This is the time when people write lists about the past year and the year coming. Why have original content when you can have listicles? And why should I be the one to miss out? So here, just as I did last year, are a few notes about most of the books I read.
I’m a big fan of the Marvel Cinematic Universe and offshoots like their Netflix TV shows, but I’ve never really read the original comic books. I thought I should change that.
I’ve never really read comic books. I was into comic comic books, like the Beano, and loved Oink (kind of like a kids version of Viz) but never the “serious” ones such as Marvel and DC. To ease myself in, I deliberately picked a storyline that I knew from the movies, the idea being I could compare and contrast.
I confess, I thought I’d like it more. I’m not sure if I picked a bad sample or it’s just that I’m not familiar with how to read a comic book, but I don’t think it was my kind of thing.
I hesitated to read another Jobs biography after the disappointing Isaacson “authorised” version. I heard good things about this one and the consensus was broadly correct. (It has been well reviewed and I don’t have much extra to add.)
I’ve never been a huge gamer but the time I probably played the most games was in the mid-eighties on a Sinclair Spectrum. That made this the perfect nostalgia book. It has a well chosen selection of classic games and a brief commentary about them.
You could quibble with some of the picks (or absences) but overall it completely hit the mark. If you have fond memories of Kempston joysticks and rubber keyboards, you’ll enjoy this one.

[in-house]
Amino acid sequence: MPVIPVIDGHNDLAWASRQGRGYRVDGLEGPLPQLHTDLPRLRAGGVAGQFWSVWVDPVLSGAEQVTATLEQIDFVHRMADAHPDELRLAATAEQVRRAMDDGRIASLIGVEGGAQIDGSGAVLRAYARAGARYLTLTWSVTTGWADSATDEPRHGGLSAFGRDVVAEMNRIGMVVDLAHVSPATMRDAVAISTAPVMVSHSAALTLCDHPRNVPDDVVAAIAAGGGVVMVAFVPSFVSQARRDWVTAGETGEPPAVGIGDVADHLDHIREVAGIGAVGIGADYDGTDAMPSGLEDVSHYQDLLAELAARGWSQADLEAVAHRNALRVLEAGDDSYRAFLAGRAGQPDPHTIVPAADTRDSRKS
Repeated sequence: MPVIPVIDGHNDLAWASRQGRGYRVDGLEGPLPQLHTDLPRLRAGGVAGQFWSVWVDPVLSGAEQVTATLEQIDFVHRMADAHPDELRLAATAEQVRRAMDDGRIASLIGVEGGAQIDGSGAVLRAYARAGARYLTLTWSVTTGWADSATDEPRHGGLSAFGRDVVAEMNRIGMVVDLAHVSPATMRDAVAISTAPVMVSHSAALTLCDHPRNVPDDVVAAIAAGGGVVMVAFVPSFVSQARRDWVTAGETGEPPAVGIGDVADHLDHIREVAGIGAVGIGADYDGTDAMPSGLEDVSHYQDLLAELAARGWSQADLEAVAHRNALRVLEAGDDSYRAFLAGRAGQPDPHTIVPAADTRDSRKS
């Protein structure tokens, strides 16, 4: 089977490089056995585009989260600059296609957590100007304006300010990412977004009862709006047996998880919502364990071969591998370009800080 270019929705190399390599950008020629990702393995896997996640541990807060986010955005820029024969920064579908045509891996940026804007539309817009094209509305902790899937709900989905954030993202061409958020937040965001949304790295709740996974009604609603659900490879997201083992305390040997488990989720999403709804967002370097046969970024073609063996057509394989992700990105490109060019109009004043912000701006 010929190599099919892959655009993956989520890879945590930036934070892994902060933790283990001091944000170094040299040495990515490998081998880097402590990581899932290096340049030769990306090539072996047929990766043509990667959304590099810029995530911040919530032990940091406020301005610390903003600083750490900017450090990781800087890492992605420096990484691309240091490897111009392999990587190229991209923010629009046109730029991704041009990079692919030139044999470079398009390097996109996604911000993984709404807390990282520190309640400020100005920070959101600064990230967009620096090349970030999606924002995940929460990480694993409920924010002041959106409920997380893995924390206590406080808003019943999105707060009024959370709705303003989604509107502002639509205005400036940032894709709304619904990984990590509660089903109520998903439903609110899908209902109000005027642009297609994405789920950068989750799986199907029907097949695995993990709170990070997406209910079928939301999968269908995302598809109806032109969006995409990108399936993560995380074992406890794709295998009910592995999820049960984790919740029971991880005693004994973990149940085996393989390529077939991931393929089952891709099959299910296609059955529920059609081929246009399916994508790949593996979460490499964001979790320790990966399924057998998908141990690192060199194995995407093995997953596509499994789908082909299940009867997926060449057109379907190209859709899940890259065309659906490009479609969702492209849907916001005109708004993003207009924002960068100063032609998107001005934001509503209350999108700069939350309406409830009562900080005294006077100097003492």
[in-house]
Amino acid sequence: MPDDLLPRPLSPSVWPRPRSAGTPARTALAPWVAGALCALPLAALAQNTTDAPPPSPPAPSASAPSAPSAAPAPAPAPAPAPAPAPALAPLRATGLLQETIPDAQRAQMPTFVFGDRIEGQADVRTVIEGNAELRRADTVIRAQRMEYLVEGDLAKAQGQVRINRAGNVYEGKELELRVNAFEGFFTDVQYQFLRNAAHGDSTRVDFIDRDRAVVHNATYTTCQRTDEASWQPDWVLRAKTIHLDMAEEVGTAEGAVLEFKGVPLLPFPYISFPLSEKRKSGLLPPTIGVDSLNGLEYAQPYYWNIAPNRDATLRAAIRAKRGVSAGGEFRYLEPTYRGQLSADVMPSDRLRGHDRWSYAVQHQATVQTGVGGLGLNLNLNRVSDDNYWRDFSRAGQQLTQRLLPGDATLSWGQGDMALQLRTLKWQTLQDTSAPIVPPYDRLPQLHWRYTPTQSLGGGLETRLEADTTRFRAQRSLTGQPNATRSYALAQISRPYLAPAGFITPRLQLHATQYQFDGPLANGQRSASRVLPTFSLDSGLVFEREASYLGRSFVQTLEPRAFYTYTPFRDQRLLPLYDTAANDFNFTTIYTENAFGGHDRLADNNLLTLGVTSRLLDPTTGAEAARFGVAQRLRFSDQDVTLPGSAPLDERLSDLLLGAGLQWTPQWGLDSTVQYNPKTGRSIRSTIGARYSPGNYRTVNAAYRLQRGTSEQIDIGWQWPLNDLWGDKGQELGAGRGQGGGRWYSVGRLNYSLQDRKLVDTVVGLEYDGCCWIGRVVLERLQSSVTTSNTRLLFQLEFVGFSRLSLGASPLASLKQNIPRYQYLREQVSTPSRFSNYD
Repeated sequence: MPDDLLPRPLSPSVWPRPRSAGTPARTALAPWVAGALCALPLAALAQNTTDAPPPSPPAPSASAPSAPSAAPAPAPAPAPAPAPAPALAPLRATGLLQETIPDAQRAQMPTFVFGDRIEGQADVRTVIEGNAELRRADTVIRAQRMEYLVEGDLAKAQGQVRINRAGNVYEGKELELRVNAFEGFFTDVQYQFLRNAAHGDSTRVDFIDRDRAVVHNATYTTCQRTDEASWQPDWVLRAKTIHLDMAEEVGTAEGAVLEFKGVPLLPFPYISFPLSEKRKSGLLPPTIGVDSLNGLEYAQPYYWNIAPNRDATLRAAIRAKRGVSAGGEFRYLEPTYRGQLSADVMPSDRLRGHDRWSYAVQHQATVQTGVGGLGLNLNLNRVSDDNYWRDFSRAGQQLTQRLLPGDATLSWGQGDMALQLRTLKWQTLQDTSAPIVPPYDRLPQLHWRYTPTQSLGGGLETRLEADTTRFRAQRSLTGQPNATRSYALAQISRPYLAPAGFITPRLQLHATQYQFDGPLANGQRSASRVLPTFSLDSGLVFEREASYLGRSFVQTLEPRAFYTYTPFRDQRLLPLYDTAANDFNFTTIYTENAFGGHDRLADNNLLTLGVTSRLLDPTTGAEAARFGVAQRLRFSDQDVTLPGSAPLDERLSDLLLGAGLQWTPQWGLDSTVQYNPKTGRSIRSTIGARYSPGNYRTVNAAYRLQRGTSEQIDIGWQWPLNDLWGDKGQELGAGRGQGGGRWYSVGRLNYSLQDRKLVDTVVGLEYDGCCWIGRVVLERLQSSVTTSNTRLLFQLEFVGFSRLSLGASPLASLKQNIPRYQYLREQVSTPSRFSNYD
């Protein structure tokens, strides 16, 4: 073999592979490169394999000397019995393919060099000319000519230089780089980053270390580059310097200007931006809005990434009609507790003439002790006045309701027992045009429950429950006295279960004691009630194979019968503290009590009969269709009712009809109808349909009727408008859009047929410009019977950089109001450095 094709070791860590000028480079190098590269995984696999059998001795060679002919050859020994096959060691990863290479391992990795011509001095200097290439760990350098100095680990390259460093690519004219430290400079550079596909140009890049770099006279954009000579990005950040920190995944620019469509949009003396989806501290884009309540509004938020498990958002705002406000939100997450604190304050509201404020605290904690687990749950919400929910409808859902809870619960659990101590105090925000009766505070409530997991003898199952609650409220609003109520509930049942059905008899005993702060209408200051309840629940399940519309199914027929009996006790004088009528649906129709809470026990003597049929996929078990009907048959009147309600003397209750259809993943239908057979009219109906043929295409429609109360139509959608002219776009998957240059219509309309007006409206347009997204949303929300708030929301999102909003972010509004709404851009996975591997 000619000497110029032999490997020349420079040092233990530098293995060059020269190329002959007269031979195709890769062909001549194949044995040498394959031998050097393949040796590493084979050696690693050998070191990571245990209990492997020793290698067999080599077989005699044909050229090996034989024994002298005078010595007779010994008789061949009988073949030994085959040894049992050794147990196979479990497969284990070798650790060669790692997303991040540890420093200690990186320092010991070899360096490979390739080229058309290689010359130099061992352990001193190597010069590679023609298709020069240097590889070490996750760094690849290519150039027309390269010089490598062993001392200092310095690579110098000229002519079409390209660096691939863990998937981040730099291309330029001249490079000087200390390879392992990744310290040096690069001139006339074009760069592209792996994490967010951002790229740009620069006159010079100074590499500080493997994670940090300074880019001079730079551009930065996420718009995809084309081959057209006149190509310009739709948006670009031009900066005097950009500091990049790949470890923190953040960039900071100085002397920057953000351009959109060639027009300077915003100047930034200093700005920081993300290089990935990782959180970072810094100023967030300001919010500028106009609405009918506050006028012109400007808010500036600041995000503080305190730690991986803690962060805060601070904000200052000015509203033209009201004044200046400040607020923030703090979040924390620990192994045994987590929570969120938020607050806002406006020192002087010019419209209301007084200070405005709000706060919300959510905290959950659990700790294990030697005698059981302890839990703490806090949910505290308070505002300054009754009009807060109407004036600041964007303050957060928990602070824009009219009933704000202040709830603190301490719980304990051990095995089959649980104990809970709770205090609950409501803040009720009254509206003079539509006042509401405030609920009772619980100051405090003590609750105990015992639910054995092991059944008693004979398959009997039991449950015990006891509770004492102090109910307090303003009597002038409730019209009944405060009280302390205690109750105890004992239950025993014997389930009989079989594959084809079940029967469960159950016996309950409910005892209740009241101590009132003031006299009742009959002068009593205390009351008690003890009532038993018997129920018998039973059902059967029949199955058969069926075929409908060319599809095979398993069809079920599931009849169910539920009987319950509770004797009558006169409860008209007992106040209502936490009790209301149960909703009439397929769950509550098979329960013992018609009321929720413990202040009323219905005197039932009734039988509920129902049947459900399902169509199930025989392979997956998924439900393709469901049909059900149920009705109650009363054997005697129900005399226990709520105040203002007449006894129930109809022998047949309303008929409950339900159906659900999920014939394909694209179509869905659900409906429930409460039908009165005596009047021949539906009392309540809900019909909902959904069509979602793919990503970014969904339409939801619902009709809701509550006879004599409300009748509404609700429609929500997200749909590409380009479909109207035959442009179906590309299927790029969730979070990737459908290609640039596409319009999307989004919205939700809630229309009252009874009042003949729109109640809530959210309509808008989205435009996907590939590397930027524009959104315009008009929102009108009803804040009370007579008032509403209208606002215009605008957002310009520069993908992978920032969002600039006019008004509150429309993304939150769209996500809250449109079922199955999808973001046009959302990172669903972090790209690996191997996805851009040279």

I’ve known about Tony Hawks since at least Morris Minor and the Majors. I’ve read his books, watched his movies and even, on a couple of occasions, drank in the same pub (though I never spoke to him). Which is to say that I was predisposed to like this book, and I did.
The bad news is that it’s really one for the fans. It lacks the comic hook of Around Ireland with a Fridge, or the structure of Playing the Moldovans at Tennis. It’s not even a travelogue. It’s just a bunch of loosely connected stories of “stuff that Tony did,” which is amusing and entertaining enough but makes it far from a classic.
As someone who loves Douglas Adams, people often recommend “similar” authors. So it was with Tom Holt. I had no idea what his best material is so this was pretty much picked at random.
I liked it. The whole “new evil” line may age badly (just like H2G2’s obsession with digital watches) but anyone with a sense of humour and a memory of the Blair years would probably enjoy this. I see more Holt books in my future.
I’d “heard good things about” this but overall found it a bit disappointing. Huge chunks of the book were telling me that I’m not alone in being an introvert, there are lots of us around and there’s nothing to apologise for.
Sorry, I know that. I wanted to learn how to more effectively use my “quiet power” rather than seek therapy. I wouldn’t say that it absolutely failed on that but I would say that I probably wasn’t the right audience.
This was another “you’re a Douglas Adams fan, you’ll like this” suggestion. And it’s good one. Like, Tom Holt, I wasn’t sure which of John Scalzi’s books are the best but this one I picked based on the premise. While not completely original, the idea that the “redshirts” in a Star Trek-like universe are always the first to die has good comic potential that’s put to good use. Recommended.